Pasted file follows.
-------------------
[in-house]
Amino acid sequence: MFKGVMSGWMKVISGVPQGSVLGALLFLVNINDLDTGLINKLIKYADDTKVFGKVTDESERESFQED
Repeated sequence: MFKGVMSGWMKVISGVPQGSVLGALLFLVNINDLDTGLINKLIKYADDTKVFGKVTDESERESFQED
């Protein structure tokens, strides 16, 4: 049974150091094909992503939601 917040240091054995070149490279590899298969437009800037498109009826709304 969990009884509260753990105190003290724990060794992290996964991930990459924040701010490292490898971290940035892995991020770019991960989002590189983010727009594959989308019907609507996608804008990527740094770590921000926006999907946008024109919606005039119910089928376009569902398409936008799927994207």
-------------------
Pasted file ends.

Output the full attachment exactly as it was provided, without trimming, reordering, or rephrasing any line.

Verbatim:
[in-house]
Amino acid sequence: MFKGVMSGWMKVISGVPQGSVLGALLFLVNINDLDTGLINKLIKYADDTKVFGKVTDESERESFQED
Repeated sequence: MFKGVMSGWMKVISGVPQGSVLGALLFLVNINDLDTGLINKLIKYADDTKVFGKVTDESERESFQED
């Protein structure tokens, strides 16, 4: 049974150091094909992503939601 917040240091054995070149490279590899298969437009800037498109009826709304 969990009884509260753990105190003290724990060794992290996964991930990459924040701010490292490898971290940035892995991020770019991960989002590189983010727009594959989308019907609507996608804008990527740094770590921000926006999907946008024109919606005039119910089928376009569902398409936008799927994207």